Readers of Thursday’s New York Times were treated to an op-ed by frequent contributor Oliver Sacks, the world-famous neurologist and writer. However, instead of his typical opinion pieces and book excerpts detailing the fascinating world of neurology and human behavior, the author wrote about himself. Specifically, Sacks revealed that he has terminal cancer and limited time left to live:
I feel grateful that I have been granted nine years of good health and productivity since the original diagnosis, but now I am face to face with dying. The cancer occupies a third of my liver, and though its advance may be slowed, this particular sort of cancer cannot be halted.
True to character, Sacks spent most of an otherwise dour article highlighting the brilliance of his life. However, Sacks failed to mention his friendship with the late Robin Williams, which was a significant one.
The actor and the scientist first came together in 1989, when Williams and Robert De Niro were set to play the two lead roles in the film adaptation of Sacks’s book, Awakenings. Neither knew what kind of impact they would have on each others’ lives then, but decades later, the subject of their friendship would live on in interviews, articles, and stand-up sketches.
Almost a year before Williams’s death, the adored comedian did a Reddit AMA to promote his CBS sitcom The Crazy Ones. When a Redditor asked Williams what his favorite film role was, he answered without hesitation:
I think playing Oliver Sacks in Awakenings was a gift because I got to meet him, and got to explore the human brain from the inside out. Because Oliver writes about human behavior subjectively and that for me was the beginning of a fascination with human behavior.
Williams’s answer simply describes the circumstances of his initial meeting with Sacks. But when another user asked about what it was like to work with De Niro, Williams applauded the actor’s dedication with — of course — a supposedly true story about a gag Sacks concocted on set:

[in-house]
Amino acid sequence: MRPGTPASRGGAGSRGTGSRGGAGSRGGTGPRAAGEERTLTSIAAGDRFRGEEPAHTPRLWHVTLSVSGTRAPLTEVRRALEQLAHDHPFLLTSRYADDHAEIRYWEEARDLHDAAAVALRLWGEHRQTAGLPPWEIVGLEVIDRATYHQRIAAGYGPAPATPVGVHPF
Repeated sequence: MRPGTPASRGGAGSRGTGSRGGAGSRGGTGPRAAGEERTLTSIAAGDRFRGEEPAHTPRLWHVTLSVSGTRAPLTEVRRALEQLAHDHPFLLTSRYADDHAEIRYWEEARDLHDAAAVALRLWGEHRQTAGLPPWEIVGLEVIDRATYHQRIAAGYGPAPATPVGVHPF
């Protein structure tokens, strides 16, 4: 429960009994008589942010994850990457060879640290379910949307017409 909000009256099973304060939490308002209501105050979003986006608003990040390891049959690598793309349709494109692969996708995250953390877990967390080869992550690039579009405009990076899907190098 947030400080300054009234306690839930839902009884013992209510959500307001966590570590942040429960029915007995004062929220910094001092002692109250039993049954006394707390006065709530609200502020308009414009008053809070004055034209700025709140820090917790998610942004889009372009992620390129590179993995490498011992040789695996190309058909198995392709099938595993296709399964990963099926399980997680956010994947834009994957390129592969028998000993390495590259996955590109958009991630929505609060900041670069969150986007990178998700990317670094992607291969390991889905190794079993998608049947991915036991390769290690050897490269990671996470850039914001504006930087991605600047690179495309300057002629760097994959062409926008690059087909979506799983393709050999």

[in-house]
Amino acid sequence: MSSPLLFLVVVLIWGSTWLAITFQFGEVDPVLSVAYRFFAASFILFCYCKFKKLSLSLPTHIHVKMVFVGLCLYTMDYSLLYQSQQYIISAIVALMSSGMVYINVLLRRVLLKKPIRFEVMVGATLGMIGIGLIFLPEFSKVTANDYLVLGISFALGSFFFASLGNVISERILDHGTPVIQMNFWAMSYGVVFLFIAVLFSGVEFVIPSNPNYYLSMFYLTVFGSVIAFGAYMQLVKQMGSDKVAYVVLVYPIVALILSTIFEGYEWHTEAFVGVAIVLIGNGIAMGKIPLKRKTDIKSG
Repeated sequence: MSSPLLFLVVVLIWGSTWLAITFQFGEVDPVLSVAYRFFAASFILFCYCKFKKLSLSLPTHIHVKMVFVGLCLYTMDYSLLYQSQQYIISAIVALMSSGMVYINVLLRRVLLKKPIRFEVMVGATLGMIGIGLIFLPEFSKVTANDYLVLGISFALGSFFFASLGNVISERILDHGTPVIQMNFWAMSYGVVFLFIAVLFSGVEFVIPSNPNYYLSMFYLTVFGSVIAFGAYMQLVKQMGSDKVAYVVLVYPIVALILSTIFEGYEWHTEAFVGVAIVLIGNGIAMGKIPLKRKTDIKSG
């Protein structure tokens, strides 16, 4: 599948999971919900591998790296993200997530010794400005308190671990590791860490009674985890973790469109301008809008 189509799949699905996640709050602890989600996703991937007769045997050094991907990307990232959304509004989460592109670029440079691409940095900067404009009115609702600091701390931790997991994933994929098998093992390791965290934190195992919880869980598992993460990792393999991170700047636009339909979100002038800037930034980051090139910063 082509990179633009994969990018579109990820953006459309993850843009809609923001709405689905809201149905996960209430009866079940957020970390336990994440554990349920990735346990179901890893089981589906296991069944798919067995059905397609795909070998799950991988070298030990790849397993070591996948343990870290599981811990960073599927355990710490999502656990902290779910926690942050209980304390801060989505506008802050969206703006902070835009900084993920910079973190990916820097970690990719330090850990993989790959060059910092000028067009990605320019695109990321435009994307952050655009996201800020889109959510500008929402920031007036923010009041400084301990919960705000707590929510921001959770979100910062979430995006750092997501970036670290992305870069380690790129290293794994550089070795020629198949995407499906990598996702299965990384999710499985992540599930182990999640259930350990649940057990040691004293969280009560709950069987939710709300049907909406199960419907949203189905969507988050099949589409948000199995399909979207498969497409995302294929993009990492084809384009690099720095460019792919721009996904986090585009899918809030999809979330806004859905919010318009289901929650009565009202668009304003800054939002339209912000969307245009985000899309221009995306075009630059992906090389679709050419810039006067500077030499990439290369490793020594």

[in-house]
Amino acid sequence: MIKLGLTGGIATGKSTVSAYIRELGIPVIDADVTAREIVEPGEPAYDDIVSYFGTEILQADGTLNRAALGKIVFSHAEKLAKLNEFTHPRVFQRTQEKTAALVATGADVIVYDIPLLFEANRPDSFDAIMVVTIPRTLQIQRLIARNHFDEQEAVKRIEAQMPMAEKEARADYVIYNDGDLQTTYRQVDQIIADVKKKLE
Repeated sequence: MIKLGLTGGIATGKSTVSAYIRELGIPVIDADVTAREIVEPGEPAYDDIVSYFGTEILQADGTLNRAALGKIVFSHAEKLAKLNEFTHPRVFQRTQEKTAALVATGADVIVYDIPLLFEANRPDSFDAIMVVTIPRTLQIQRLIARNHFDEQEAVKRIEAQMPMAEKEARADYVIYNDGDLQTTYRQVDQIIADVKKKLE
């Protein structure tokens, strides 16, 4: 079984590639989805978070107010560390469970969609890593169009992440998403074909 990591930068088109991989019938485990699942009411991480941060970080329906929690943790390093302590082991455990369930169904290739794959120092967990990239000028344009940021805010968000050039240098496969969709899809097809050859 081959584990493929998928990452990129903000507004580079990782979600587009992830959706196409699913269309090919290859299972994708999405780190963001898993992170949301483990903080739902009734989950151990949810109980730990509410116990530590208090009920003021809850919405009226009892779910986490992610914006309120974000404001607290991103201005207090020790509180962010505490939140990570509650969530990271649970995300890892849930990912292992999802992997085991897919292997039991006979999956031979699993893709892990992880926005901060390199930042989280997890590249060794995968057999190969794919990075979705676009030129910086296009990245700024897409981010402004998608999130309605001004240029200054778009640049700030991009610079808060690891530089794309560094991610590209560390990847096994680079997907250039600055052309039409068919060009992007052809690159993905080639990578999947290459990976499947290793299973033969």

He is SO good, and such a method actor, that Oliver Sacks wanted to hook him up to an EEG to see if he actually duplicated the brainwaves of the actual patients. No joke.
The story alluded to here bears all the hallmarks of a stand-up routine, but something’s missing. Perhaps Sacks truly wanted to test De Niro’s acting abilities scientifically, but what if Williams put him up to it? Such a gag would surely help water the seeds of a rowdy camaraderie.
Being the intensely private man that he was, Sacks mostly kept to himself whenever non-scientific subjects came into the foreground. Williams was never shy about flaunting his newfound intellectual friend, and he would often applaud Sacks’s brilliant and gentle character during interviews.
While promoting the film on The Tonight Show Starring Johnny Carson, the host asked Williams whether or not he’d ever met the man his character was based on. Williams answered affirmatively, but whenever he spoke about Sacks specifically, much of his comedy became geniality:
He’s wonderful! He was there everyday. He’s an amazing man. He’s about 6-foot-4. He’s like a combination of Arnold Schwarzenegger and Albert Schweitzer, and he also looks like Santa Claus because he’s got this big beard. Usually, there’s food in it that he’s forgotten. “Oh, oh, oh good. I forgot that.”